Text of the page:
Connect your starting battery direct to the starter. Then connect the house bank to terminal 1 of the battery selector switch and the start battery to terminal 2.

Next connect all your loads to the common terminal of your battery selector switch. Add cutout switches and/or fuses as desired in the battery cables within 18" of the batteries, if you want to comply with ABYC specs.

Finally, connect the positive posts of the house and starting batteries together with 12 ga wire and a thermal circuit breaker and diode.

See Trickle Charging the Start Battery, for details, below.

So, if you leave the battery selector switch on 1--the normal situation--the starting battery starts the engine, and the house bank runs all the loads. And the two batteries/banks are isolated. If the start battery fails, you can temporarily place the switch on Both to combine them for starting.

Also, keep your house batteries away from heat while charging, as it is a killer. If in the engine room, for example, with temps over 115 degrees F you will lose 75% of your cycle life! And if you are using Lead Acid technology for your house bank, don't forget to equalize!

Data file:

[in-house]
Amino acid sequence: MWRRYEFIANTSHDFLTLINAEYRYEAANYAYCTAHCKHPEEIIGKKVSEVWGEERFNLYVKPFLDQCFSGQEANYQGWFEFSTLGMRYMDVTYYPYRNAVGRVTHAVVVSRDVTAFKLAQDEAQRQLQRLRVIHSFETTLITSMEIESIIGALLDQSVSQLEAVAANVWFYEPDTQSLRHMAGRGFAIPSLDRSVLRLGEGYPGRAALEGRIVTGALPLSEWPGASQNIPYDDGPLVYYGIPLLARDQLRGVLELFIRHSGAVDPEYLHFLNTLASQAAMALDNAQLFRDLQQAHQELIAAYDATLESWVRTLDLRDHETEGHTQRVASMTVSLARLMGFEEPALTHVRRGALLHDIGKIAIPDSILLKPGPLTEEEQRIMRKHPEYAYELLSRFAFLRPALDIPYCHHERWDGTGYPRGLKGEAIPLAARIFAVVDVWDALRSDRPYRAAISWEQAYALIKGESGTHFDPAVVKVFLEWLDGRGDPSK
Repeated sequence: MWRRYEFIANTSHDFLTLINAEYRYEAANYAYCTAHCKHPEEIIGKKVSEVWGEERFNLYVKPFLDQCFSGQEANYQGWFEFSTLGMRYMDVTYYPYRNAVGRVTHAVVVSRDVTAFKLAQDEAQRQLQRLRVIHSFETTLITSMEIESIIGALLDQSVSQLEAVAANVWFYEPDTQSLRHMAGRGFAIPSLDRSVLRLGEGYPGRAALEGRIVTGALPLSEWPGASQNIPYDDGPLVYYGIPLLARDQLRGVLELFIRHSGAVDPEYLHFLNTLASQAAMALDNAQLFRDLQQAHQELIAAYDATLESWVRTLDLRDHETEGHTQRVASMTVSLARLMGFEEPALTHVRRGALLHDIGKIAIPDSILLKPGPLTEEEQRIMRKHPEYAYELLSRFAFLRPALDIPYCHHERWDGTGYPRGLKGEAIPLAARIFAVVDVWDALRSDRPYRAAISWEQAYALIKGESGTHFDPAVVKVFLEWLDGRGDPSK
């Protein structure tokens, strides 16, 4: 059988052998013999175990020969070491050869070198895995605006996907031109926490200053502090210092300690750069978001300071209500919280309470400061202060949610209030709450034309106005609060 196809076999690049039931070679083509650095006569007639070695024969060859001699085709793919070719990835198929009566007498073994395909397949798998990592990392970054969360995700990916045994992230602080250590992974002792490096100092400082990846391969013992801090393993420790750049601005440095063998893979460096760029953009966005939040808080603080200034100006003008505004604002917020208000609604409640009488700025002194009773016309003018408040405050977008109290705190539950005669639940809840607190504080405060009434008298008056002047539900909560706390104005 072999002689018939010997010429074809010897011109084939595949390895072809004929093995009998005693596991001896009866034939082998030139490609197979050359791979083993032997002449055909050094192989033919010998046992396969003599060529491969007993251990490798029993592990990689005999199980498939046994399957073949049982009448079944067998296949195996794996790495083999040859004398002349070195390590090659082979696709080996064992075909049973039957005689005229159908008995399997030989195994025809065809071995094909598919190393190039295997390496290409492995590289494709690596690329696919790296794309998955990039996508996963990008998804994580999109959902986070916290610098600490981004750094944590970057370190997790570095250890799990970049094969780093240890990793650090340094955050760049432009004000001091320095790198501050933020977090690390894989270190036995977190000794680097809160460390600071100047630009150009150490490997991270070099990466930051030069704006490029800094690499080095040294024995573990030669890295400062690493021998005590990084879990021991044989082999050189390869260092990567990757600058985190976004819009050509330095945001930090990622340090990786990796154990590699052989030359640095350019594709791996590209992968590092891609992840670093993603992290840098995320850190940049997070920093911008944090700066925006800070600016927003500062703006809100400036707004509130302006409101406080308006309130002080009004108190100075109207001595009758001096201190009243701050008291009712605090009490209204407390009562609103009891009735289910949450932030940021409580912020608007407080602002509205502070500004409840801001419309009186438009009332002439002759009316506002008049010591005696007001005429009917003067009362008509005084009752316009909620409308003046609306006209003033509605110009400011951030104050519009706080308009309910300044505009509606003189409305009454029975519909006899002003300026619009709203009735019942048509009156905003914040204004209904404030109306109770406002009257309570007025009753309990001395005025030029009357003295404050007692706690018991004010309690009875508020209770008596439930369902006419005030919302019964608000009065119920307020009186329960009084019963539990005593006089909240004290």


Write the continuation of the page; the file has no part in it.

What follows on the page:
Start Battery Trickle Charging

At the 1998 SSCA Gam the Four Winds/Everfair owner, Bill Owra, gave what I thought was a very well thought out and much better wiring diagram for a house bank and a starting battery setup.  It featured, among other things, hands off trickle charging of the start battery off the house bank, an anti theft switch in the starter/starter battery cable,  using the battery selector switch to normally control only battery loads, rather than charging and loading, emergency cross connect for starting and house loads, and routing all charging source cables directly to the house bank so there’s no possibility of an alternator or other disconnect problem while charging.  It was the best layout I've seen and I've looked at many in the past 20 years of boat ownership.

I thought that the best feature was the automatic trickle charging of the starting battery from the house bank through a short 12 gauge wire with a diode (one way current flow) and thermal circuit breaker. 

The idea is that when the house bank is being charged from any charging source the diode will keep the voltage to the starting battery about 1/2 volt below the house bank voltage, and the thermal circuit breaker will break the charging circuit off if the charging amperage get too high.